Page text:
Why classical myth and autism?

Why classical myth and autism?

The idea for this project started to take shape at a meeting in 2008 with a special needs teacher, who mentioned that, in her experience and those of her colleagues, autistic children often enjoy classical myth. I began to wonder why this might be the case, and whether – as a classicist who researches, and loves, classical myth – there was anything I could contribute. I started this blog to report on my progress which was often sporadic until the launch of the Warsaw-based European Research Council-funded project Our Mythical Childhood (2016-21) to trace the role of classics in children’s culture.

My key contribution to the project is an exploration of classics in autistic children’s culture, above all by producing myth-themed activities for autistic children. This blog shares my progress, often along Herculean paths.

Friday, 22 May 2020

Pondering with Hercules as Hope flows in Arkadia

At the start of the year, when the world was so very different, I mentioned in a blog posting that I was due to give various presentations on my Hercules activities for autistic children.

Just a few weeks after the first of these – at a Mythology and Education conference in Cambridge - the lockdown necessitated the cancellation of each event, although some will hopefully be rearranged or team place via a different means. Indeed, I’m increasingly moving towards embracing the potential for “remote” ways of engaging with the world from an autistic point of view (hopefully watch this space).

This was to be the week I returned from Warsaw – from a series of workshops and papers exploring Our Mythical Nature. When I come to write my paper, what I intend to focus on is the moment when Hercules finds himself in a new landscape – a strange one, and a peaceful one.

In this place, he sits down, on a rock perhaps, contemplating what path his life should take. This is a time when how he will live his life is not fixed – when there is more than one possibility. In the case of Hercules, these possibilities are framed in extreme terms. Will he lead a life of struggle? Will he lead a life of pleasure? But there is something about Hercules than can resonate with a human experience. Between the Herculean extremes, we can reflect on what our relationships are with how we negotiate our environment. We can make choices; we can be found meditating on what these choices might be.

I have been reading more about eighteenth century notions of landscape and how these shape the gardens crated during this most curious and vibrant of periods – which has shaped our own ‘world’ yet remains alien from it too, a bit like ancient Greece in its otherness and apparent familiarity.

When people would walk though gardens like Stourhead or Arkadia – the garden I should have been walking through a few days ago – they would do so not solely as visitors but as “actors.” In an article on Arkadia as a “Garden of Allusions”, in Garden History for 1995, James Stevens Curl discusses the associations between how eighteenth century gardens were designed and theatre design in which gardens comprised of “scenes” which formed “backgrounds before which activities could take place…triggering a response in the ‘actors’” (p. 93). Gardens were a space where visitors – actors – would “decode the meaning enshrined in the scenes” (still p. 93).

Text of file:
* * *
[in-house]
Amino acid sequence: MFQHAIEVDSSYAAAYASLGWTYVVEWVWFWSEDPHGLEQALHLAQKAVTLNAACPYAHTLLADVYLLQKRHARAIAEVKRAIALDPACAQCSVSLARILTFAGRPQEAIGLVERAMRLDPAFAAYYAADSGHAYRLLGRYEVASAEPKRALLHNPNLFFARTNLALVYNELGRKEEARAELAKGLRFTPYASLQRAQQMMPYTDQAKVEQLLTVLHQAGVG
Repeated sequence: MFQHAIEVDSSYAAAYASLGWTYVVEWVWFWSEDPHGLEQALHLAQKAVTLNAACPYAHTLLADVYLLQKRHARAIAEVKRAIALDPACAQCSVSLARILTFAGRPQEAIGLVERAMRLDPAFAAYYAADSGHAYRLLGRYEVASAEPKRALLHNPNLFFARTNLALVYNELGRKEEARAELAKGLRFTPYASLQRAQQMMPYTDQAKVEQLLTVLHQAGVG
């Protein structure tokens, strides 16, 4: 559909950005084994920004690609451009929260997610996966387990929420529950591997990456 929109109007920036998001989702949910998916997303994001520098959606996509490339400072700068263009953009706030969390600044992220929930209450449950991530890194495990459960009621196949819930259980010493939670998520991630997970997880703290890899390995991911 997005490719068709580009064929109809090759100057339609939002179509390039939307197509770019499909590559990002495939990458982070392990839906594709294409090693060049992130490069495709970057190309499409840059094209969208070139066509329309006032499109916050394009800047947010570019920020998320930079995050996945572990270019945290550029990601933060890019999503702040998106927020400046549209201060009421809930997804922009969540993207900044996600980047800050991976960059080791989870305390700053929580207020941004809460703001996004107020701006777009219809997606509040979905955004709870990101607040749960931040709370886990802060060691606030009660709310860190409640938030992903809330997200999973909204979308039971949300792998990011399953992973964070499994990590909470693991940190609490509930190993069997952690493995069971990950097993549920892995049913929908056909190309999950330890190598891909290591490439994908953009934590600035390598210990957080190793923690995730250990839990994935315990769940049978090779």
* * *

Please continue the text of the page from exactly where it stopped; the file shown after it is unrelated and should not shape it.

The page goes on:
Temple of Diana at Arkadia framed by "Ruined Greek Arch." 
Drawing by S. Vogel from an engraving by J. Frey (From Curl 1995: 103) 

It is just such an active engagement with the landscape of Hercules that I want to consider for the activities. On the one hand, there is Hercules as an “actor” attempting to make sense of the “scene” in which he finds himself. On the other hand, we are being invited to experience the scene through Hercules, the Every-Person figure whose choice could enable reflection for the eighteenth-century garden visitor on how to find a balance between the two paths of hard work and pleasure.

“High Priest’s Sanctuary” at Arkadia including neoclassical bas-relief of 
Hope feeding a Chimaera by Gioacchino Staggi (from Curl 1995: 102)
In ancient Greek, and then in Roman, literature thanks to Cicero, Hercules could speak to the experience of a youth moving to the challenges of adulthood.  Here is the title of my paper for Mythical Nature:
Hercules […] went out to a quiet place and sat, pondering (Xenophon, Memorabilia 2.1.21). What happened here and why it ‘speaks’ to autistic children
I shall be reporting on how the activities give an opportunity for quiet reflection, and on how what is going to to take place in Hercules’s quiet place resonates with an autistic experience. Gardens, like theatres, are curious spaces where though encounters with other possibilities and other – alien - worlds we confront or contemplate our own. This can be fun, like the autistic child who “flew” in the performance of A Midsummer Night’s Dream I wrote about a while back. Or this can be unsettling. To quote the inscription under a relief showing a female figure with a mythical creature on the drinking fountain in Arkadia illustrated earlier in this posting:
L’espérance nourrit une Chimère et la Vie S’ecoule 
(Hope nourishes a Chimera [or Hope nourishes a Dream] and life flows)

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